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Micro-creamery a first step toward big goals

Micro-creamery a first step toward big goals
Iowa State University students work in a new micro-creamery on campus, making cheese and ice cream in the Center for Crops Utilization Research pilot plant.

Call it back to the future – a new micro-creamery on campus at Iowa State University (ISU) is the first step to developing a large-scale creamery that will blend the best of ISU’s dairy science heritage with modern food science.

“Making food products from milk is such a joy,” said Stephanie Clark, an ISU associate professor for food science and human nutrition, who began developing plans for the micro-creamery seven years ago.  “My colleagues and I are thrilled with the opportunities this can create for food science students, dairy science students, entrepreneurs, farmers and agri-tourism.”

The micro-creamery began operating in fall 2018 in the Center for Crops Utilization Research pilot plant, located within ISU’s Food Sciences Building.

The micro-creamery includes a clarifier/separator, a pasteurizer cheese vat, an ice cream freezer and sanitation equipment. The micro-creamery is designed to give students practical experience with dairy food processing. This training is needed now more than ever at ISU, especially as low milk prices takes a toll on dairy farmers, Clark said.

“It’s not enough just to learn from books. Hands-on training is essential, not only for students, but to entrepreneurs and farmers in Iowa who want to explore value-added opportunities for dairy products,” she said.

A full-scale creamery could produce signature ISU-branded ice cream and cheese.

The university used to operate a creamery starting in the 1920s. It was phased out in the 1970s, however, due, in part, to claims of unfair competition related to tax issues.

The lack of a creamery on campus is a big missed opportunity for ISU dairy science and food science students, said Clark, who grew up on a small Massachusetts farm where she learned to process food products from her family’s dairy goats. “There was a creamery on campus at Cornell University when I was a student there. When I worked at Washington State University, they had a creamery, too.”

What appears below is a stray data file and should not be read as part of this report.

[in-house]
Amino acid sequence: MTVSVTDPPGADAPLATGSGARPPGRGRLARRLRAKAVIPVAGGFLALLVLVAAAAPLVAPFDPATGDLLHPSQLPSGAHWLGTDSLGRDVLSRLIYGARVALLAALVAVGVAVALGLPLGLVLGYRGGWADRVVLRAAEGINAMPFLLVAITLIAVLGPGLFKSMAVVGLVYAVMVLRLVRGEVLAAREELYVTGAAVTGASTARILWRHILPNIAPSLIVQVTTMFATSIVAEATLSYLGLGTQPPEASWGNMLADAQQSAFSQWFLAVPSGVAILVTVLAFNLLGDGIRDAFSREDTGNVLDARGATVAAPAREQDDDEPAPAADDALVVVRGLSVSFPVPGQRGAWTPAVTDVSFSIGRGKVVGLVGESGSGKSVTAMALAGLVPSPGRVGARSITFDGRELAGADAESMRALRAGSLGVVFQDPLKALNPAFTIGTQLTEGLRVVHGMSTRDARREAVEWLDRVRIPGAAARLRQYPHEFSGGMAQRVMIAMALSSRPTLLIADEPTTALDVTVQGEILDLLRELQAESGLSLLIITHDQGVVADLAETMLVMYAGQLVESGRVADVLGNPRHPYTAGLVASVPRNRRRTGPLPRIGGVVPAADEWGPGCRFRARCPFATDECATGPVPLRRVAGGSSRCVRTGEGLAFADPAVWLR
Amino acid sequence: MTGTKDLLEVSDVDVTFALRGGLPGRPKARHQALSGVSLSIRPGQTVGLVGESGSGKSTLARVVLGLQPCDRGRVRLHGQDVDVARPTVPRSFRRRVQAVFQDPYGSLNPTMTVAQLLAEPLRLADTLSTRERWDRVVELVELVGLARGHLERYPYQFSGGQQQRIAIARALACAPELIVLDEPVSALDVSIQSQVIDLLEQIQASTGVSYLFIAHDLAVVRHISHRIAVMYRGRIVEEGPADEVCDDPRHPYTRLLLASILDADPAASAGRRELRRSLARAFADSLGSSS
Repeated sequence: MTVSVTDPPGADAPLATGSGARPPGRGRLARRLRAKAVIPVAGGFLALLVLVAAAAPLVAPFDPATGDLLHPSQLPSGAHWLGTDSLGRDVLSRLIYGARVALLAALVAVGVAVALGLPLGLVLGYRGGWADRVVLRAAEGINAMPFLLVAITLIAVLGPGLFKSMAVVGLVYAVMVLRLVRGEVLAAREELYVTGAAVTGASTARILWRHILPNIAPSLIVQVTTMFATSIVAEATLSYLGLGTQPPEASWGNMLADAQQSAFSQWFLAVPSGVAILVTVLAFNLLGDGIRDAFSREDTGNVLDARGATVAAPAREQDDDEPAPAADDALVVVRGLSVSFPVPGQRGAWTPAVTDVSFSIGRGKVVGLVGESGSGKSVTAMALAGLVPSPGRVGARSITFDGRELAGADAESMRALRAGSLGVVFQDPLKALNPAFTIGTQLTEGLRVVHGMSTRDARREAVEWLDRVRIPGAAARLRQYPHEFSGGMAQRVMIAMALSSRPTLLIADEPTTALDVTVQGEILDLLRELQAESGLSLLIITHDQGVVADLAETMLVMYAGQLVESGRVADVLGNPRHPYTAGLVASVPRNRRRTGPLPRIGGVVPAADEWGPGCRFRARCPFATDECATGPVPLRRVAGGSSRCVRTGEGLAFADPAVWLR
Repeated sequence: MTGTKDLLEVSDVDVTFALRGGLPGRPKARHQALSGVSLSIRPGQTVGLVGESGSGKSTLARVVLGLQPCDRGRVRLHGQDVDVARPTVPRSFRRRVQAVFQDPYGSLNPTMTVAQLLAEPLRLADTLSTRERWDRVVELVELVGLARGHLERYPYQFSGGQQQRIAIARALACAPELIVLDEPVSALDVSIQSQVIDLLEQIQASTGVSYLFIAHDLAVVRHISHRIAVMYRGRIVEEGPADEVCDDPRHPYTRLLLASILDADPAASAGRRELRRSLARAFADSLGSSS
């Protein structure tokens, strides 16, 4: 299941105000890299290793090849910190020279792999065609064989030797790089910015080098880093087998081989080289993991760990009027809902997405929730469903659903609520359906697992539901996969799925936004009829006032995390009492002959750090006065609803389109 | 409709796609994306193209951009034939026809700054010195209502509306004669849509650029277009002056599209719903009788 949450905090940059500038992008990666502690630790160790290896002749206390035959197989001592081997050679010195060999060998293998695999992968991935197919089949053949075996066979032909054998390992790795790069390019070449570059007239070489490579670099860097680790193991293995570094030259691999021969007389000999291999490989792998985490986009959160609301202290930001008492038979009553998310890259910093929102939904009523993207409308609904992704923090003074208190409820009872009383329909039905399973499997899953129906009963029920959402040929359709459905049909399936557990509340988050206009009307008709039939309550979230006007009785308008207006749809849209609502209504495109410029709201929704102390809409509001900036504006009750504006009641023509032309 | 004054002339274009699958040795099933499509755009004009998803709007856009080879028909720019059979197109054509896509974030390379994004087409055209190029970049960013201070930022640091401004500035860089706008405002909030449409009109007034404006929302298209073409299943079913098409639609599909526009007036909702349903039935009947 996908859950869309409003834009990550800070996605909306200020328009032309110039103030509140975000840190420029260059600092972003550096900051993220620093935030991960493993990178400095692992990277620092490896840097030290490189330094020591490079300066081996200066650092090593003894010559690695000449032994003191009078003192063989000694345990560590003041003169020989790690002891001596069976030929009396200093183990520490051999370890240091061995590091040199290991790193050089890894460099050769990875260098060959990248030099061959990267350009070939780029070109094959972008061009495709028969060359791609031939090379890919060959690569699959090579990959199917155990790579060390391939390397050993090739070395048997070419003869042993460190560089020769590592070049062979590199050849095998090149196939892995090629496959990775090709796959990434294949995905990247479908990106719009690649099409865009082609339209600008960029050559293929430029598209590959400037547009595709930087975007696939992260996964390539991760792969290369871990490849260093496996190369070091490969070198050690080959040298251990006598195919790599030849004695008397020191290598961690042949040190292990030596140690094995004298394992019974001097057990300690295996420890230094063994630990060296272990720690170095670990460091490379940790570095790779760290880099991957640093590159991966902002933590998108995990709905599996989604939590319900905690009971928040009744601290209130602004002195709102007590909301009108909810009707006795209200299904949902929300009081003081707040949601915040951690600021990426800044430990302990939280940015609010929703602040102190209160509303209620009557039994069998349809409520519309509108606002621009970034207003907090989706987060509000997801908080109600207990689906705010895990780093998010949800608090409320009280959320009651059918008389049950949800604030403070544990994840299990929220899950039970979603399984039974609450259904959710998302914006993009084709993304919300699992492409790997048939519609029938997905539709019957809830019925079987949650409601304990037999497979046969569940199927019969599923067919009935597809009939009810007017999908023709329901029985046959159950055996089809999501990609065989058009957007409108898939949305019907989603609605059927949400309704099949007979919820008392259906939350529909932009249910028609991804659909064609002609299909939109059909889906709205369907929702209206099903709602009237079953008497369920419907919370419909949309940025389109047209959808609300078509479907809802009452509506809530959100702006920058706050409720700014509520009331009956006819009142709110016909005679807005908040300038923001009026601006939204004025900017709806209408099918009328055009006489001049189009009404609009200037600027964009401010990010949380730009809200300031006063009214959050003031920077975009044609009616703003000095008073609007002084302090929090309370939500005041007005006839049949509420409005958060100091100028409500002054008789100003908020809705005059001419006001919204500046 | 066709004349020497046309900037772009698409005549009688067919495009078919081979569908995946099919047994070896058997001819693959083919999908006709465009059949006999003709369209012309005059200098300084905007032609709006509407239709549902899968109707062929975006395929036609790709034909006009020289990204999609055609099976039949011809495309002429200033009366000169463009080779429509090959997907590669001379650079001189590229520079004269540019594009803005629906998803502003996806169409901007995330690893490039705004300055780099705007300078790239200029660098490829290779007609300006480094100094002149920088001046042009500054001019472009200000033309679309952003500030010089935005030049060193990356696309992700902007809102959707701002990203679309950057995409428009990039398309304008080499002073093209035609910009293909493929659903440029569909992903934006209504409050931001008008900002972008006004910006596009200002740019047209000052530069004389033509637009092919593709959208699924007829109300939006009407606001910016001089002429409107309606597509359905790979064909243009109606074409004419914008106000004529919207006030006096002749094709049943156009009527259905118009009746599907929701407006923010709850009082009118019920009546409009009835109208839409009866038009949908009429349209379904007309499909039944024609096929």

ISU’s new micro-creamery has been supported by funding from Clark’s Virginia M. Gladney Professorship, the Midwest Dairy Association and other sources.

Clark and student employees have been busy making ice cream, including an ISU signature ice cream created by a team of food science majors.

This peanut butter/butterscotch ice cream with chocolate-covered rice crisps honors both Iowa State alumni George Washington Carver, whose research impacted the peanut industry, and Mildred Day, a 1928 home economics graduate who created the Rice Krispies Treat while working for Kellogg’s.

“We’ve served more than 250 people, and the vast majority love this ice cream,” Clark said.

The micro-creamery is paving the way for a proposed ISU Dairy Products Innovation Center (DPIC), a large-scale creamery that could be built near the ISU Dairy Farm. Not only would this full-scale creamery produce ice cream and a signature ISU cheese from milk supplied by ISU’s 400-cow dairy herd, but the facility will help students gain work experience in the dairy processing industry.

Iowa dairy farmers can also come to the center to learn how to turn their milk into dairy products, rather than selling their extra milk to other states, Clark said.

“I also envision the DPIC as an agri-tourism destination where people can see on-farm dairy processing,” Clark added. 

She hopes the success of the micro-creamery will jumpstart funding for the DPIC, which is estimated to cost $5 million-$10 million. Contributions will be sought from private industry and alumni, in cooperation with the ISU Foundation.

“We’re an ag school and I know we can teach dairy processing skills,” Clark said. “We just need a better facility to do it.”



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